Higher Education In Malaysia: An Overview

We take a comprehensive look at the education system of Malaysia and the challenges it currently faces, as well as the reforms that have been outlined to improve it.


Enrollments at the primary and lower secondary levels are nearly universal in Malaysia and recent gains in preprimary education have been noteworthy, according to a recent report from the World Bank. However, relatively few students continue on to complete post-secondary education, with just 37.2 per cent of the relevant age group completing upper secondary (Form 6 or equivalent), and 15.3 per cent of 25-29 year olds in 2012 holding a bachelor’s degree or higher.

The key constraints to improving the quality of basic education therefore relates to institutions, the World Bank surmises, specifically pointing to a lack of autonomy and shortcomings in teacher training and recruitment. By way of example, the World Bank describes Malaysia as having one of the most centralised education systems in the world, with over 65 per cent of schools reporting that the selection of teachers for hiring takes place at the national level, compared to just over 5 per cent in South Korea. The story is much the same for budget allocations within schools, student assessment and choice of textbooks. All this means that schools struggle to respond to local needs as policy is being dictated from the centre.

Education Blueprint

The Government launched the Malaysia Education Blueprint in 2013 to define the course of education reform over the next decade and to respond to many of the challenges faced by the system. The Blueprint sets a number of ambitious goals, including:

• Universal access and full enrollment of all children from preschool to upper secondary school by 2020.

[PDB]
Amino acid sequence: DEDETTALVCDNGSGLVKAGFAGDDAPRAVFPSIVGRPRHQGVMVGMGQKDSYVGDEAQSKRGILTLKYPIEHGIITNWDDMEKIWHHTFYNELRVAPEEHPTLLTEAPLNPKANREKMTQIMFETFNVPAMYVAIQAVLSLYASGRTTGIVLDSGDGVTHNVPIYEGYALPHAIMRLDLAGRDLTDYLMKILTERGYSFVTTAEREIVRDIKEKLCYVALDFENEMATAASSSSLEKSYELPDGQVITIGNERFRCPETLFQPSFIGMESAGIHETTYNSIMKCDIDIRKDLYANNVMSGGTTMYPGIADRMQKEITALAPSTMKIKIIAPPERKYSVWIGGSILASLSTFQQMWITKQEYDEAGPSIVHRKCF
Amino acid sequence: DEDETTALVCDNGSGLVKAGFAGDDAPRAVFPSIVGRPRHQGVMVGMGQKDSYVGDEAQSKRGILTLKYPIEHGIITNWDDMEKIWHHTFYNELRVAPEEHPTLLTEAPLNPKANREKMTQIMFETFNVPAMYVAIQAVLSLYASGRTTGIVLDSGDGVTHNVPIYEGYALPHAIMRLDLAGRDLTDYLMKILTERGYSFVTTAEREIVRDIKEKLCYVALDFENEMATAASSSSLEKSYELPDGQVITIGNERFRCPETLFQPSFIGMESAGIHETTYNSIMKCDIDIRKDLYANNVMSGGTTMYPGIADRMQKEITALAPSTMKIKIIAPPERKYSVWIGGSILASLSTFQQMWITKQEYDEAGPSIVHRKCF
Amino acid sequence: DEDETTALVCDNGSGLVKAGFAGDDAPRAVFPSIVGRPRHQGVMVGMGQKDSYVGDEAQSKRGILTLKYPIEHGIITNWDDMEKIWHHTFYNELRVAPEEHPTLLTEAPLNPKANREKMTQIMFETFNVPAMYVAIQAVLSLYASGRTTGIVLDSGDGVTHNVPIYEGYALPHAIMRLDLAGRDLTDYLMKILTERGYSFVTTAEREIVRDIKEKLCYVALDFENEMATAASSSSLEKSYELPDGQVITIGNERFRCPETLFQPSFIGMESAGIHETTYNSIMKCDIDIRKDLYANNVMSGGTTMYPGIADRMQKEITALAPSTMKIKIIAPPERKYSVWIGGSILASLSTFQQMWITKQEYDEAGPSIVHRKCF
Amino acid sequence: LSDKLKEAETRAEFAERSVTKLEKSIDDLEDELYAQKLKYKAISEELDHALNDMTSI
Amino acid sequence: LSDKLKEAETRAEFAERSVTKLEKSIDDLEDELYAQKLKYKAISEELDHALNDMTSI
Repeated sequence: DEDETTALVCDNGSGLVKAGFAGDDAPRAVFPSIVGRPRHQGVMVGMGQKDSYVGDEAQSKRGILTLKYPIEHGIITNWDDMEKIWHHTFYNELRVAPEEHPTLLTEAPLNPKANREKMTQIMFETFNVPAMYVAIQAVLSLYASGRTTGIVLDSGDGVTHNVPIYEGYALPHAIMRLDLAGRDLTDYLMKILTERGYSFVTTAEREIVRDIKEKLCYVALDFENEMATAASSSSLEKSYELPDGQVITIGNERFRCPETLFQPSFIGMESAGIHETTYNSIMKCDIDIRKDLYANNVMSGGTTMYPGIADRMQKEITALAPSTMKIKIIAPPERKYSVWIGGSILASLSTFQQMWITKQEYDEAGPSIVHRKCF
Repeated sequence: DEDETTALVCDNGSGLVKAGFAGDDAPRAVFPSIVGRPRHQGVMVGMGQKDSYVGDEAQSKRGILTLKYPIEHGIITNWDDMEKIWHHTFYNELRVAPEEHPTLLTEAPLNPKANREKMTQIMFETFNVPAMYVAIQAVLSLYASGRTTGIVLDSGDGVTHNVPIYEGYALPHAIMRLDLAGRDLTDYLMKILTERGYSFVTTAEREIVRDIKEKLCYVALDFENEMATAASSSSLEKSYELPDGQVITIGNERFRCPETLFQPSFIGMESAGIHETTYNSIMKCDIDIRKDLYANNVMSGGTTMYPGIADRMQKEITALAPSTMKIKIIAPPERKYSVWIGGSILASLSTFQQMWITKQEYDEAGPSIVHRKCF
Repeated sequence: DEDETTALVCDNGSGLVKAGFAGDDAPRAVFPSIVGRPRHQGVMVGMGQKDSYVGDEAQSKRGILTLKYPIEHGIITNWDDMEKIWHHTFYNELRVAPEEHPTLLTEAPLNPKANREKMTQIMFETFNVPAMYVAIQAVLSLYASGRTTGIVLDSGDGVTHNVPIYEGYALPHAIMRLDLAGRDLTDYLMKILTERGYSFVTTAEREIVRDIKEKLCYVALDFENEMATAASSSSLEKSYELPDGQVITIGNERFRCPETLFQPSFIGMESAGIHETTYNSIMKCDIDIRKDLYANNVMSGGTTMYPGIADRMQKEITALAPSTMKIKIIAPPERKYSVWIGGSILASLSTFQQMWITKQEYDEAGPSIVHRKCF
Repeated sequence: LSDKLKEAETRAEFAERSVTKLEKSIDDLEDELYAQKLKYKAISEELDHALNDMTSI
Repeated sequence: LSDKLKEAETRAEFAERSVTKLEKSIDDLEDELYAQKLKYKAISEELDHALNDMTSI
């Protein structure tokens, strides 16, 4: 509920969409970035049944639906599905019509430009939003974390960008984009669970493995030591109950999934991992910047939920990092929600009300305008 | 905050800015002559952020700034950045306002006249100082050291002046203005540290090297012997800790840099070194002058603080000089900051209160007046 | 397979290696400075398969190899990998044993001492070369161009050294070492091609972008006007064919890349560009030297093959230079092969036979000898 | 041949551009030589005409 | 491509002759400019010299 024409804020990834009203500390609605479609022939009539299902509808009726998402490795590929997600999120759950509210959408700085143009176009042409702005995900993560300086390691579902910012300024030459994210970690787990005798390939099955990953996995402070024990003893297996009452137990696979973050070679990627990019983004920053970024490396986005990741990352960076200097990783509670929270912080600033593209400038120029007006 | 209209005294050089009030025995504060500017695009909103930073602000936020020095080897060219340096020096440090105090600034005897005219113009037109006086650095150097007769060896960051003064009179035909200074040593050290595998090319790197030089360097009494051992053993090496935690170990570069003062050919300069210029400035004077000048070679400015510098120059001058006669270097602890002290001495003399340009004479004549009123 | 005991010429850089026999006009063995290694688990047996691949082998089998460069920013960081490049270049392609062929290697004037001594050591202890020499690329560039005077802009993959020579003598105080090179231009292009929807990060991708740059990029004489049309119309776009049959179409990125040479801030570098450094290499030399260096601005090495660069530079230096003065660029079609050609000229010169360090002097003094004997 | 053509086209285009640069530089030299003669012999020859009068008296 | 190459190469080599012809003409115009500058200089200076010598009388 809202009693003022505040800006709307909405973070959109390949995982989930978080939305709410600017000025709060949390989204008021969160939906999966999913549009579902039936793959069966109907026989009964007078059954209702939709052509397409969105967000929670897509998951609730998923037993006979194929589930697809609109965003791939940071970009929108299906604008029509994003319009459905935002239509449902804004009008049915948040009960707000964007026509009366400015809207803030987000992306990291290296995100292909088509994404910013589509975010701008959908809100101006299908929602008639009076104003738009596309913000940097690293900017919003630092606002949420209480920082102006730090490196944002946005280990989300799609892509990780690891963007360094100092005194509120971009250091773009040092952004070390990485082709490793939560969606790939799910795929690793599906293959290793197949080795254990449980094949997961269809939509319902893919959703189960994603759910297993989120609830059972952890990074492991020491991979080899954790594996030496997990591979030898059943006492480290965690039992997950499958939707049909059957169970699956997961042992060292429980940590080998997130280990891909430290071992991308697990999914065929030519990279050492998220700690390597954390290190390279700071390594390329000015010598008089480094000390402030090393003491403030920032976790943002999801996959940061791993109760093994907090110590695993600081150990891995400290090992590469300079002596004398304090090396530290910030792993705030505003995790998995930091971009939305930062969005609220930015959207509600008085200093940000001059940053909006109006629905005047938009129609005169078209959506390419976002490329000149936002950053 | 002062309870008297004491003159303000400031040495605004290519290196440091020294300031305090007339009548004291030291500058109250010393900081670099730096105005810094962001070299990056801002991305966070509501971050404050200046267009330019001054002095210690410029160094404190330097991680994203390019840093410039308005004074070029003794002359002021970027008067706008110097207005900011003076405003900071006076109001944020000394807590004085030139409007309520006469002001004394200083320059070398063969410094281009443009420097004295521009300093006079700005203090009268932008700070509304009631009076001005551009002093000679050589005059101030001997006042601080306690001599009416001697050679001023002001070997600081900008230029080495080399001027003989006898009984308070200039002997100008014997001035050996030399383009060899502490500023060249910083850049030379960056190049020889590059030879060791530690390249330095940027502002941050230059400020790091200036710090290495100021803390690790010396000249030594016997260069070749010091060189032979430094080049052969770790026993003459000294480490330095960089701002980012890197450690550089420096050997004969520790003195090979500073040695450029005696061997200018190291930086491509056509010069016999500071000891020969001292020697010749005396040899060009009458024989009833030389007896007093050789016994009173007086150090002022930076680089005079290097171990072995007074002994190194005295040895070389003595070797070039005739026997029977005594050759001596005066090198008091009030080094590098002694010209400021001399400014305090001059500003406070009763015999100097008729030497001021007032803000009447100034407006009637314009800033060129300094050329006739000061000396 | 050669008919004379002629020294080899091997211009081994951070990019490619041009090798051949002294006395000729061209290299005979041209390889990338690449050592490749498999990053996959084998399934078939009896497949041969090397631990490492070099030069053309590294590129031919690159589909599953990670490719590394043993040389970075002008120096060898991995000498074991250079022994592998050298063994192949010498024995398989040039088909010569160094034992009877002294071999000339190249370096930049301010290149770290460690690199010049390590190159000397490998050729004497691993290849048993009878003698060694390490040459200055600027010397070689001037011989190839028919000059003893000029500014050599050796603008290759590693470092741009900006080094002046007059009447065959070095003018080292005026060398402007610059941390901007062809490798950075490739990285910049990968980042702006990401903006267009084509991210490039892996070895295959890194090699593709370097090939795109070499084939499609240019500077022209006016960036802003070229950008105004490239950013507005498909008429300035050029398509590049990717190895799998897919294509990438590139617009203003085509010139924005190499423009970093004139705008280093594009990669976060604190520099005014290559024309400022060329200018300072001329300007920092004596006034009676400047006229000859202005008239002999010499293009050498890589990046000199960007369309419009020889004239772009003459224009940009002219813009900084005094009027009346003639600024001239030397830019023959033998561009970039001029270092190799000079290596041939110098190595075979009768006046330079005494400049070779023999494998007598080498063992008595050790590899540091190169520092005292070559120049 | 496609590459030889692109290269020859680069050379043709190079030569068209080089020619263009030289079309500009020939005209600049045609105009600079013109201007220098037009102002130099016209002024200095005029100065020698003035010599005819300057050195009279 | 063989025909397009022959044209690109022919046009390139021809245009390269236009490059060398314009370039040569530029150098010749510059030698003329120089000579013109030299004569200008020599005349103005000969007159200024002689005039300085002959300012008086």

• Improvement of student scores on international assessments such as PISA to the top third of participating countries within 15 years.

• Reduce by half the current urban-rural, socioeconomic and gender achievement gaps by 2020.

To help achieve these goals, the Blueprint identifies a number of reforms that need to be implemented. These include:

• Increasing compulsory schooling from six to 11 years.

• The introduction of a Secondary School Standard Curriculum or Kurikulum Standard Sekolah Menengah (KSSM) and revised Primary School Standard Curriculum or Kurikulum Standard Sekolah Rendah (KSSR) in 2017 with greater emphasis on promoting knowledge and skills such as creative thinking, innovation, problem-solving and leadership.

•The introduction of clear learning standards so that students and parents understand the progress expected within each year of schooling.

• The introduction of English as a compulsory subject within the school leaving examination (SPM) from 2016, and an additional language by 2025.

• Increase entry standards for future teachers from 2013, requiring them to be among the top 30 per cent of graduates.

• The definition of clear performance benchmarks (‘system aspirations’) that will help measure progress of the reforms with annual reviews.

International Mobility

Malaysia is both a big sender and big receiver of international students, although inward and outward mobility numbers have been heading in opposite directions in recent years. In 1995, for example, 20 per cent of all Malaysian students at the higher education level were studying abroad, mainly on government scholarships to the tune of an estimated US$800 million annually.

Prior to the Southeast Asian financial crisis of 1997- 98, there were more than 100,000 Malaysian students abroad, mainly in the UK and the U.S, but funding for scholarships was cut dramatically after the crisis, and in 2010 there were fewer than 80,000 Malaysians studying internationally (World Bank, 2013).

In the United States alone, there were less than half the number of Malaysian students in 2010 than the 13,617 who were here in 1996, and while the numbers have crept up slightly since 2010 they are still less than half the 1996 total.

In response to the financial crisis, the Malaysian government redirected funding to domestic provision, significantly increasing the number of universities and colleges – both public and private – and introducing initiatives designed to transform the country into a developed knowledge-based economy. The government also encouraged the building of partnerships with foreign institutions of higher education.

The goal of this internationalisation strategy was twofold: to offer more educational opportunities for Malaysians domestically through transnational education programmes and to attract international students. Ultimately, the government wants to establish the country as a regional hub for higher education in Southeast Asia, with a goal of attracting 200,000 international students by 2020.